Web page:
ATLANTA — The former chair of the Randolph County School Board is asking the Georgia Supreme Court to rule he is still a resident of the county, while a state inmate from Tift County argues he should not have been sentenced to life in prison for a crime committed when he was 14.
Both cases are scheduled for oral arguments before the high court on Monday.
In the case of Henry Cook v. the Board of Registrars of Randolph County, Cook is appealing a registrar board decision that he is no longer a Randolph County resident.
According to a summary of the facts and issues in the case from the Supreme Court, Cook is appealing to the court for the second time in the past two years. In 2010, the court upheld a ruling that Cook, then chairman of the school board, was in contempt of court for refusing to allow school board members to appeal his decisions. The high court also ruled as unconstitutional a new local law that was designed to allow members to vote him out of office two years before the end of his term.
The current case focuses on whether Cook is still a resident of Randolph County or, as a trial court determined, a resident of Dothan, Ala. Cook testified at trial that his home on Howell Mill Road burned down and that he moved into a house on Jimmy Carter Drive in Randolph County that was owned by his sister, who subsequently died. In February 2009, he bought a house in Dothan.
Following a December 2010 trial, the summary states, the trial court executed an order concluding that Cook was not a resident of Randolph County. He then asked the state Supreme Court for permission to appeal, which the high court granted, to determine whether the Board of Registrars was authorized to remove Cook from the eligible list of voters.
Cook is arguing that the state Supreme Court has authority over the case and that under the circumstances it cannot be concluded that Cook is not a resident of Randolph County, noting that Georgia law does not consider that a person has changed residence if the move is temporary and the person intends to return.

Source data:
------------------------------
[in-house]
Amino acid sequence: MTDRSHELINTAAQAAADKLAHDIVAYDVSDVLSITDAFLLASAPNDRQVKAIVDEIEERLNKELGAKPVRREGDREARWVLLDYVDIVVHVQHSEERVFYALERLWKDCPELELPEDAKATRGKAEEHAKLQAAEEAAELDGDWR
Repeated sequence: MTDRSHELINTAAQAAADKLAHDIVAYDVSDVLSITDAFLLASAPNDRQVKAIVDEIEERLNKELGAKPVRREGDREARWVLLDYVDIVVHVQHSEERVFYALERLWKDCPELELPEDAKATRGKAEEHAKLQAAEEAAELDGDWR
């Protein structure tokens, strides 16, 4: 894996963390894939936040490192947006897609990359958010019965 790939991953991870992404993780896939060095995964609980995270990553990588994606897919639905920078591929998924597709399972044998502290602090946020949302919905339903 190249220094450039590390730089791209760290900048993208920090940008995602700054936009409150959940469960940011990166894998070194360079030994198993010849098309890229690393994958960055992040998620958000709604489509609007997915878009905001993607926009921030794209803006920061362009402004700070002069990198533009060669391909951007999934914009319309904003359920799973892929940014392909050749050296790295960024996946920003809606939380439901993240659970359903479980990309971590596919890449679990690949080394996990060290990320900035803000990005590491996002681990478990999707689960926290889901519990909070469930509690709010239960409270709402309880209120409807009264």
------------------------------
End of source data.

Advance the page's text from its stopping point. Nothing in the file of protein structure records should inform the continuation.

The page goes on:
The Board of Registrars argues that the state Supreme Court does not have jurisdiction, that there is evidence that Cook is no longer a resident of the county and that the trial court was correct in its decision.
In the Tift County case, Jonas Brinkley is appealing his conviction in the county for the 1999 rape of Felicia Self on several grounds, including that his sentence to life plus 20 years in prison was unconstitutionally “cruel and unusual.” Brinkley was 14 when the crime occurred.
According to prosecutors, after midnight on April 11, 1999, Brinkley and Lakendrick Carter, armed and wearing stocking masks, robbed Self and her boyfriend at gunpoint and Brinkley raped her. Self went to police after seeing Brinkley walking through her mother’s apartment complex. When a detective tried to approach Brinkley, he fled, prosecutors said, but he was later arrested and charged with kidnapping, rape and armed robbery. Semen found on Self’s kitchen floor was identified as Brinkley’s.
Carter, 19 at the time, pleaded guilty to kidnapping and armed robbery and was sentenced to 15 years in prison plus another five on probation in exchange for his testimony against Brinkley. Brinkley was 15 when the case went to trial in January 2000. The jury rejected Brinkley’s account that the sex had been consensual and convicted him of kidnapping, kidnapping with bodily injury (with the rape as the injury), and armed robbery. He was sentenced to life plus 20 years in prison. Five days later, through his attorney, Brinkley filed a motion for a new trial. More than 10 years later — in 2010 — another attorney filed an amended motion for a new trial, which the trial court denied in February 2011.
Brinkley, now 27, is arguing that, given U.S. Supreme Court rulings over the last decade, Georgia should not impose greater-than-life sentences on 14-year-old defendants who haven’t committed a homicide and that his constitutional rights were violated by a 10-year delay in a hearing on his motion for a new trial. He argues his counsel was ineffective, and the trial court erred by failing to assess his competency to stand trial at age 15.
The state argues the trial court did not err in not ordering a competency hearing because it’s up to the defendant to prove incompetence, and there was no evidence to suggest Brinkley was incompetent to stand trial. His attorney was not ineffective, the state argues, and Brinkley has failed to demonstrate that the 10-year delay has ruined his competency claim. The state contends the sentence was not cruel and unusual.